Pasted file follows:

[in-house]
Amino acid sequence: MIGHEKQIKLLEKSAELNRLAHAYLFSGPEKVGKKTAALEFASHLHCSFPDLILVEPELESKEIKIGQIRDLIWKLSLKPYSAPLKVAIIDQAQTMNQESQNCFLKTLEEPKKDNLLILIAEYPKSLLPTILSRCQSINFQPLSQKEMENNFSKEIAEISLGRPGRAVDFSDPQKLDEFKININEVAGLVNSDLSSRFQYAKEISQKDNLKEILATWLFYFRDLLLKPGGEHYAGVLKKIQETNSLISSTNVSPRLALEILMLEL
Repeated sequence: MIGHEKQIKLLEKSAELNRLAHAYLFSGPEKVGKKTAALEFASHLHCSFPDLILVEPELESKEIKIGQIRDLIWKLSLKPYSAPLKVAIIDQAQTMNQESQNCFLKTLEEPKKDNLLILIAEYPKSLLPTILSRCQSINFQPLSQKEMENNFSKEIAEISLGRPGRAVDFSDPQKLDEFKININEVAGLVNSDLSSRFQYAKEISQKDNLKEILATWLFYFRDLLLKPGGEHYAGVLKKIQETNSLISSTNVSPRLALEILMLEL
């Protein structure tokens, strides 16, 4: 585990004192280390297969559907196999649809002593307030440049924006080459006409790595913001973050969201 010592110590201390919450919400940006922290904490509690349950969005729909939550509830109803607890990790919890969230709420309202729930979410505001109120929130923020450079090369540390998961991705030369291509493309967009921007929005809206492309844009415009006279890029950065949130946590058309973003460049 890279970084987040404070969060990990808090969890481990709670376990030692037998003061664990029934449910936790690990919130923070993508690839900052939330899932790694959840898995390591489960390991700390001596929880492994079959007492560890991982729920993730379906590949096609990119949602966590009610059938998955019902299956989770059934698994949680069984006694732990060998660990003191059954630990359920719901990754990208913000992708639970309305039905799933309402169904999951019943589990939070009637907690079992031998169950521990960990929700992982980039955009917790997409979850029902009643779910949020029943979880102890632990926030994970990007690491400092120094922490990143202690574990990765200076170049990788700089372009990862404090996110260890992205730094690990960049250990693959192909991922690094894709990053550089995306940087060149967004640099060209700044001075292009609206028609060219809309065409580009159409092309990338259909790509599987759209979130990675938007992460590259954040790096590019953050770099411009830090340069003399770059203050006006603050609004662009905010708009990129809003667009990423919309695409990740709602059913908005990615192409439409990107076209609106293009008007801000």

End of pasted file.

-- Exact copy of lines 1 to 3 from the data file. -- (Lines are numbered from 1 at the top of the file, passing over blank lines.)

[in-house]
Amino acid sequence: MIGHEKQIKLLEKSAELNRLAHAYLFSGPEKVGKKTAALEFASHLHCSFPDLILVEPELESKEIKIGQIRDLIWKLSLKPYSAPLKVAIIDQAQTMNQESQNCFLKTLEEPKKDNLLILIAEYPKSLLPTILSRCQSINFQPLSQKEMENNFSKEIAEISLGRPGRAVDFSDPQKLDEFKININEVAGLVNSDLSSRFQYAKEISQKDNLKEILATWLFYFRDLLLKPGGEHYAGVLKKIQETNSLISSTNVSPRLALEILMLEL
Repeated sequence: MIGHEKQIKLLEKSAELNRLAHAYLFSGPEKVGKKTAALEFASHLHCSFPDLILVEPELESKEIKIGQIRDLIWKLSLKPYSAPLKVAIIDQAQTMNQESQNCFLKTLEEPKKDNLLILIAEYPKSLLPTILSRCQSINFQPLSQKEMENNFSKEIAEISLGRPGRAVDFSDPQKLDEFKININEVAGLVNSDLSSRFQYAKEISQKDNLKEILATWLFYFRDLLLKPGGEHYAGVLKKIQETNSLISSTNVSPRLALEILMLEL